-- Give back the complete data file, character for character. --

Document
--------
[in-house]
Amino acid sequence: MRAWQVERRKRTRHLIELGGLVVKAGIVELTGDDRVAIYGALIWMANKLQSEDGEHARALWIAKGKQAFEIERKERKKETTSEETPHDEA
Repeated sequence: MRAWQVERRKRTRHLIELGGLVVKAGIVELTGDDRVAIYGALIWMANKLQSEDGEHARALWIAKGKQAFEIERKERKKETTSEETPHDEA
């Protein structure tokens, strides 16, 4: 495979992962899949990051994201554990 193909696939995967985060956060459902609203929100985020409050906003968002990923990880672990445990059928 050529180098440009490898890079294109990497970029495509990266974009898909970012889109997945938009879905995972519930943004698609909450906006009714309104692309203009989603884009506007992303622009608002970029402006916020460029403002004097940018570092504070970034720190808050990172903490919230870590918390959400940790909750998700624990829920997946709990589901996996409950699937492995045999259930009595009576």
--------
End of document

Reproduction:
[in-house]
Amino acid sequence: MRAWQVERRKRTRHLIELGGLVVKAGIVELTGDDRVAIYGALIWMANKLQSEDGEHARALWIAKGKQAFEIERKERKKETTSEETPHDEA
Repeated sequence: MRAWQVERRKRTRHLIELGGLVVKAGIVELTGDDRVAIYGALIWMANKLQSEDGEHARALWIAKGKQAFEIERKERKKETTSEETPHDEA
């Protein structure tokens, strides 16, 4: 495979992962899949990051994201554990 193909696939995967985060956060459902609203929100985020409050906003968002990923990880672990445990059928 050529180098440009490898890079294109990497970029495509990266974009898909970012889109997945938009879905995972519930943004698609909450906006009714309104692309203009989603884009506007992303622009608002970029402006916020460029403002004097940018570092504070970034720190808050990172903490919230870590918390959400940790909750998700624990829920997946709990589901996996409950699937492995045999259930009595009576």